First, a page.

Securing Vaccines for Asylum Seekers and Palestinian Workers
After a campaign by NIF grantee Physicians for Human Right Israel (PHRI), Israel has begun administering Pfizer’s COVID-19 vaccine to refugees, asylum workers, migrant workers and other residents who are not members of Israel’s health care system and have no access to health insurance. The vaccination drive, which follows pressure from PHRI and other human rights organizations, is being conducted by Ichilov Hospital in Tel Aviv and the Tel Aviv-Jaffa Municipality.
Despite the vaccination rollout for residents who have no formal legal status in Israel, many are suspicious about getting vaccinated. Refugees said that general mistrust of the authorities stemming from years of threats of detention and deportation has fueled fears that the vaccination campaign was a ruse to carry out such threats. As it became apparent that official immigration inspectors were not present at the vaccination centre in Tel Aviv, more asylum seekers have turned out to be vaccinated.
Kuvram Tualda, an asylum seeker from Eritrea who was inoculated last week, said, “As was the case with COVID-19 testing, there is a lot of suspicion in the community [towards the vaccine campaign]. But ultimately this is about health and basic humanity.”
Dr. Zoe Gutzeit, the director of the migrant and refugee program at PHRI said, “This is a welcome move but it does not immunize them against continued neglect.” Dr. Gutzeit said that vaccinating the refugees and migrants is very challenging. “After abandoning and excluding this population for so many years, then it’s not so simple when you decide to do the right thing.”
Dr. Gutzeit said that if all refugees and asylum seekers and migrants who lost their jobs during the COVID-19 pandemic had been given government-subsidized health coverage, then most of the problem would have been solved.
Refugees and migrants participating in the vaccination program expressed hope that the country would soon return to normal and they could return to work. ASSAF – Aid Organization for Refugees and Asylum Seekers in Israel has seen a 111% rise in requests for basic health in food, clothing and rent over the past year.
Vaccinating Palestinian Workers
Following major pressure from NIF grantees, as COVID-19 spread in the occupied territories reaches a new peak, Israeli Prime Minister Benjamin Netanyahu and Minister of Defense Benny Gantz have approved the request from the Palestinian Authority to vaccinate Palestinians holding permits to work in Israel and Jewish settlements in the West Bank, a total of 120,000 Palestinians – only 2.5 percent of the Palestinian population residing in the West Bank and Gaza.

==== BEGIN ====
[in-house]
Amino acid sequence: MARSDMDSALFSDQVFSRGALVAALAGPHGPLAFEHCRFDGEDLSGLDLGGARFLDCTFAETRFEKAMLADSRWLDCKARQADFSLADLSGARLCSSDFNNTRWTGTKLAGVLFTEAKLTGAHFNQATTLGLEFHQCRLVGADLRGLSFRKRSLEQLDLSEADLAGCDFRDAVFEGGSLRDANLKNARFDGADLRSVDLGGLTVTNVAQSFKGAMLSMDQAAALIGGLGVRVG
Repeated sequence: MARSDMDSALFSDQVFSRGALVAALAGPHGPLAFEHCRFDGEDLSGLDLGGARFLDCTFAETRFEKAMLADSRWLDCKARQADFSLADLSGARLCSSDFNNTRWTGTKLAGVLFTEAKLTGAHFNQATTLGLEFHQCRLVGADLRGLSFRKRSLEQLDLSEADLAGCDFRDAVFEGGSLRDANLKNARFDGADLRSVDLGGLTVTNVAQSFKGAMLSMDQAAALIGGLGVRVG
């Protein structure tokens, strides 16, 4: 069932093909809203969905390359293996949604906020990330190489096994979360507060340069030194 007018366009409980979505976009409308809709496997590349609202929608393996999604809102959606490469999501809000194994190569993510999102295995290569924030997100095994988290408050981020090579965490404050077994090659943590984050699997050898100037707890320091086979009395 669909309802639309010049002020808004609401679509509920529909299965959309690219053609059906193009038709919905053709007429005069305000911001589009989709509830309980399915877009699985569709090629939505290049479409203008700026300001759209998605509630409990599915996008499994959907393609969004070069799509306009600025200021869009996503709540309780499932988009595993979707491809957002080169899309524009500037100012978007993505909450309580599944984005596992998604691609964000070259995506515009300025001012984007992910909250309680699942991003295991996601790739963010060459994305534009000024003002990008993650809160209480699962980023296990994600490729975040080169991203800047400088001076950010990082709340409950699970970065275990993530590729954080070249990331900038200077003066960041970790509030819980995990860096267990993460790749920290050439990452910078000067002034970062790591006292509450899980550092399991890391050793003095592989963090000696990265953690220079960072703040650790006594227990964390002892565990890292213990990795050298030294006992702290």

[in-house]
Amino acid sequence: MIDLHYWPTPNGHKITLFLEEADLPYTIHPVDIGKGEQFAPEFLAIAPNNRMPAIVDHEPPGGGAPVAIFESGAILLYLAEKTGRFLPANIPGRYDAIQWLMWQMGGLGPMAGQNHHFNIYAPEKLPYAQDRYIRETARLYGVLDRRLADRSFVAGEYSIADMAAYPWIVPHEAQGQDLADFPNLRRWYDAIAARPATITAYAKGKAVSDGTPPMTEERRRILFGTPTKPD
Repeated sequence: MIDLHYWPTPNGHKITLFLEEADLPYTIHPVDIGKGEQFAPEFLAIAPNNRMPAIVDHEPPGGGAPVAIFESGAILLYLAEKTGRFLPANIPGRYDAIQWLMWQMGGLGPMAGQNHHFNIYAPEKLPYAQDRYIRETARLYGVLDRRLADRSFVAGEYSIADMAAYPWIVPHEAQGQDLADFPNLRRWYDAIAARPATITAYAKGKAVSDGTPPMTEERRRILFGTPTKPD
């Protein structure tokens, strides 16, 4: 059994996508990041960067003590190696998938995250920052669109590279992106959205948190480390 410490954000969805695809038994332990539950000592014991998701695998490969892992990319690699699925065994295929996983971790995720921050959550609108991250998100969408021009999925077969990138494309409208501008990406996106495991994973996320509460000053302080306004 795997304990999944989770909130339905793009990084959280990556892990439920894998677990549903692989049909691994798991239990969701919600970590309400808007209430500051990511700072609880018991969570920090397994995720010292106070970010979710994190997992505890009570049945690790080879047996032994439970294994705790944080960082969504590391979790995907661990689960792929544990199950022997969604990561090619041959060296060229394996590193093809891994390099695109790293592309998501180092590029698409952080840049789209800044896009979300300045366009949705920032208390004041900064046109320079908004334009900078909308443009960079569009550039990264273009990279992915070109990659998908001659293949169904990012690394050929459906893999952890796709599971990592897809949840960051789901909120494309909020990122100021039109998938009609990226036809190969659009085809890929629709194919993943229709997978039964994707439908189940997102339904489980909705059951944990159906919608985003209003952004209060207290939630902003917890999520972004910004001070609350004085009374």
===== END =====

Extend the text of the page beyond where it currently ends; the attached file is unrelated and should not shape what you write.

In the first stage, 50,000 Palestinian workers will each receive two Moderna vaccine doses. If the vaccination program is successful, the other 70,000 Palestinian workers will receive vaccinations. It has not yet been decided whether a vaccination will be a precondition for working in Israel.
So far, only a few thousand doses of the vaccine have been transferred from Israel to Palestinian health authorities.
The vaccine drive will be conducted by Israel’s Coordinator of Government Activities in the Territories (COGAT), the branch of the Ministry of Defense responsible for civilian matters in the Occupied Territory together with IDF Central Command, the Ministry of Health, and the Ministry of Defense Crossing points Authority. The rollout will begin with vaccination centers being set up at checkpoints in the West Bank where Palestinian workers enter Israel. Israeli medical staff will administer vaccinations.
Israeli human and civil rights organizations including NIF grantees are focusing pressure on the government to fulfill its role as an occupying power and provide vaccines for all Palestinians living in the West Bank and Gaza, not only those who work in Israel. Under international law, Israel is required to ensure the public health and hygiene of the occupied population.
NIF grantees have also urged the government to ensure equitable access to the vaccine for people living in Israel without legal status as well incarcerated people. See: COVID-19 Vaccination Distribution in Israel: Advocating for Equality.
Photo Credit: Yossi Zamir